Skip to content

REU Programs

The Department of Mathematics and the Department of Statistics at Texas A&M will host an eight-week Research Experience for Undergraduates (REU) during the summer of 2014. We anticipate running the following programs:


Summer Program: Number Theory

Mentored by Riad Masri and Matt Young

Much of modern number theory revolves around two different types of functions: L-functions and modular forms. The simplest example of an L-function is the Riemann zeta function which, despite over 150 years of research, still has many unproved conjectures such as the famous $1,000,000 Riemann Hypothesis. Other types of L-functions encode properties of algebraic equations like y^2 = x^3 + ax + b. Modular forms are amazingly symmetric functions that are closely related to L-functions. They also have applications to solving certain algebraic equations and also have more exotic connections to physics.

The participants of this REU will have a variety of options to explore this beautiful area of number theory at an accessible level. Based on the interests of the participants, possible projects could include:

  • Studying zeros of modular forms
  • Developing numerical tools to study modular forms
  • Studying central values of L-functions of modular forms
  • Studying rational points on elliptic curves

Summer Program: Mathematical Modeling in Biology

Mentored by Jay Walton and Jean Marie Linhart

In this interdisciplinary program, we shall explore mathematical aspects of a wide variety of models arising in mathematical biology. In the modeling of complex ecosystems, the main emphasis will lie on the impact of changes in the landscape topology on populations, including its distribution and dynamics. Two subareas will be emphasized - deterministic modeling using differential equations and stochastic modeling using techniques from statistics.

In the beginning of the program, various modeling problems and useful mathematical and statistical techniques will be presented, and participants will learn how to apply the mathematical techniques and theories to the biological problems. Participants will then choose research problems and form small research teams to work on the problems.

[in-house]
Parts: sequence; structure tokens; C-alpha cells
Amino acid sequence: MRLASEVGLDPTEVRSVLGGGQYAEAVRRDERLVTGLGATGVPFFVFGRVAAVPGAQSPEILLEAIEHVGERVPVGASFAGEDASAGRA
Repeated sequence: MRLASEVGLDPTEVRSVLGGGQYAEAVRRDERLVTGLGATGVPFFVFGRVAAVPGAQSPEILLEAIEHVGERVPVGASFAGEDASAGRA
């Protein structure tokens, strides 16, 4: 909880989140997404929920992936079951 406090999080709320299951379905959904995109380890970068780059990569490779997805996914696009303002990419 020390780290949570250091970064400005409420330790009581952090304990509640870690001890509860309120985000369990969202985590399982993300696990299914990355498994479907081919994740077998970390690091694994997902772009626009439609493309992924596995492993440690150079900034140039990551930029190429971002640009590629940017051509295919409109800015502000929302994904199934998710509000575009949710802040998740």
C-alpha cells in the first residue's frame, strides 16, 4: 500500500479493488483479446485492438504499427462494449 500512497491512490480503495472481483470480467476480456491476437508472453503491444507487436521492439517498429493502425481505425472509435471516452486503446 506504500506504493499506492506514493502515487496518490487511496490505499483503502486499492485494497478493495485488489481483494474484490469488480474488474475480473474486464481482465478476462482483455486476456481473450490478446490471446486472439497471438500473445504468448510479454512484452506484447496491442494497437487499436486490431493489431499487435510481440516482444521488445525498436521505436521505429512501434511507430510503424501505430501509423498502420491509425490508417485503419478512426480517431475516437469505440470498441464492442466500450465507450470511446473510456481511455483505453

One topic we shall explore is the habitat fragmentation and re-connection question, which is concerned with the following issue. Decades of world wide wilderness land use policy decisions have resulted in many wilderness areas being broken into chains of isolated patches of national parks, forests, refuges or other protected zones. While the total area of these patches might seem considerable, their fragmented structure into relatively small patches might not provide viable habitats for many species, especially large predators. Many ecologists argue that the health of the predatory species at the top of the food chain provide a reliable barometer of the health of the entire ecological system. Consequently, there are large scale programs being proposed and in some cases already under way to connect fragmented habitats via corridors which will permit certain species, especially large predators, to travel between formerly isolated patches. The mathematical problem is to model this process in order to try to gauge the likelihood that it will be effective in making for more robust wildlife habitats, or whether it could cause a negative disruption to a habitat system and make matters worse.

Another important topic to be explored concerns the biodiversity/eco-stability debate which addresses the assertion that greater biodiversity leads to increased stability of an ecosystem, i.e. the more diverse the gene pool, the more robust the ecosystem is to perturbations. This has been a long running politically and ethically charged debate in need of rigorous quantitative scientific input.